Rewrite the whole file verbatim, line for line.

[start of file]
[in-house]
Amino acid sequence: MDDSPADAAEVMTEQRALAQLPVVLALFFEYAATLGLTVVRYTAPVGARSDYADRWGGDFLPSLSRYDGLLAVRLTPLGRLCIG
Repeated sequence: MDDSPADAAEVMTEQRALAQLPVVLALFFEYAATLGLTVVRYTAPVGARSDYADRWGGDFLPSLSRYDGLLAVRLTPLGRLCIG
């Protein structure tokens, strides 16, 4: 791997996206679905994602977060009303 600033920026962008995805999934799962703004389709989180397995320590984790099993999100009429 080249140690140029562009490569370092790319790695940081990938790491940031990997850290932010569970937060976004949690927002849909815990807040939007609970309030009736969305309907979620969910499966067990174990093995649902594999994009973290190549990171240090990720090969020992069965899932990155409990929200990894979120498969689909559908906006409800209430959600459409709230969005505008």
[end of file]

[in-house]
Amino acid sequence: MDDSPADAAEVMTEQRALAQLPVVLALFFEYAATLGLTVVRYTAPVGARSDYADRWGGDFLPSLSRYDGLLAVRLTPLGRLCIG
Repeated sequence: MDDSPADAAEVMTEQRALAQLPVVLALFFEYAATLGLTVVRYTAPVGARSDYADRWGGDFLPSLSRYDGLLAVRLTPLGRLCIG
């Protein structure tokens, strides 16, 4: 791997996206679905994602977060009303 600033920026962008995805999934799962703004389709989180397995320590984790099993999100009429 080249140690140029562009490569370092790319790695940081990938790491940031990997850290932010569970937060976004949690927002849909815990807040939007609970309030009736969305309907979620969910499966067990174990093995649902594999994009973290190549990171240090990720090969020992069965899932990155409990929200990894979120498969689909559908906006409800209430959600459409709230969005505008």